It was 20 F when we out to tap the maple trees this year, but the wind wasn’t blowing and the snow didn’t start falling until we were wrapping up. When it warms up in a few weeks, it will be too late-the sap will already be flowing.
We primarily set taps in silver maple trees. All of the native maples, including black, sugar, silver, and box elder, produce sap that can be boiled down into maple syrup. We just happen to have a large amount of floodplain, and a corresponding large amount of silver maple trees.
We also tap, to a lesser extent, box elders and sugar maples in the uplands. What difference does it make? Silver maple sap typically has between 1.5%-1.75% sugar in it. Black or sugar maple sap typically has between 2-3% sugar. And box elder sap has 1% sugar.To make syrup, we need to boil the box elder sap twice as long as the the sugar maple sap, and the longer it boils, the darker and richer the caramelization. It boils a long time, because we have to take the sugar concentrations from 1.5% sugar (sap) to 66% sugar (maple syrup).
Maple syrup is the first crop I harvest every year, and tapping the trees for it is my own personal act of faith that spring is about to emerge, in the form of sweet flowing sap from the maple trees.
The sound of the fresh falling snow lures me outside with the alacrity of a five year old. The snow renders the world silent, reduces the color palette to monochrome, refracts light into a million swirling rainbows, and turns even a well-known path into a journey of mystery and wonder.
I headed for the Baltic labyrinth because I wanted to be totally immersed in the snow experience. The woods can be a very distracting place for me. In the fresh falling snow, with no tracks before me, I am the pioneer and the sole voyager. The sense of the place is subsumed by the sense of the elemental. I become one with the intense solitude, and experience, well, obviously not waldeinsamkeit. Schneeinsamkeit, perhaps?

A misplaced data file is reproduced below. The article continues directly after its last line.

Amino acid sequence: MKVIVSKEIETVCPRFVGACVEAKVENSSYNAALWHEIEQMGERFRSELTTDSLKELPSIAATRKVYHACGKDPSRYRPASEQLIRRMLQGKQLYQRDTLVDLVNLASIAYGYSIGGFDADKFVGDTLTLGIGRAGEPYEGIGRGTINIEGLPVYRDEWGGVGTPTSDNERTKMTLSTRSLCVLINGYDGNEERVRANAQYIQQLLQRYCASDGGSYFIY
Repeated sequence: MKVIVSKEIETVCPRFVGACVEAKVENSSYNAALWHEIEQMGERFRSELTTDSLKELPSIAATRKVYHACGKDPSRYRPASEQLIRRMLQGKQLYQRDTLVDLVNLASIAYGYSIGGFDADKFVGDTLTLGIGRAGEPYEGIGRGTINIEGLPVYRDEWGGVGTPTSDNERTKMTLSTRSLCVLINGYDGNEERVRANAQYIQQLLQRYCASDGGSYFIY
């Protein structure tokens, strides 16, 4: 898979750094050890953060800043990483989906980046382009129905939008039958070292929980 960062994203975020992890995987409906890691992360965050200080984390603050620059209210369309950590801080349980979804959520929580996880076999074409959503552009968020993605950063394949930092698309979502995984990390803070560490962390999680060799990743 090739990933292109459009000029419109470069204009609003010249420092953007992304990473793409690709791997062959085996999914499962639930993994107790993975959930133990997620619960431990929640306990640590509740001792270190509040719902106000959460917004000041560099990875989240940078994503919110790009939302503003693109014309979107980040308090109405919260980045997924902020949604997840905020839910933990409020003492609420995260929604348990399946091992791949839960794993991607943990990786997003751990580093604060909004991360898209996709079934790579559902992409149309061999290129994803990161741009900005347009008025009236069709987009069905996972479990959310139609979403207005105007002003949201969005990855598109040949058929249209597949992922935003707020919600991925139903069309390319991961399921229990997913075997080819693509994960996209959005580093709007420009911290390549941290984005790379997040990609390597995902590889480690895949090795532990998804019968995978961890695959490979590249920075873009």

We took out two leaning black cherries. A third cherry was left, because black cherries, while tiny, are quite tasty. Spit the pits out! Cherry pits contain amygdalin.
We took out a half dozen small scruffy elm trees and mulberry trees. Two large red mulberry trees were left to anchor the southern edge of the forest, because mulberries are also quite tasty.
We took out a box elder, nearing the end of its life. All of the trees we cut were about 40 years old, and one was quite hollow in the middle. Check out the mouse cache of bittersweet berries.
We also removed a variety of impenetrable bittersweet vines, green briar vines, honeysuckle bushes, and blackberry canes. The blackberry canes will come back with a vengeance (as will, regrettably, the others), but we needed a clear space to work in. Underneath that mess, we discovered the old fenceline.
The firewood will be split, allowed to dry for two years, and then used to boil maple sap into maple syrup. It will also be used to heat the pizza oven.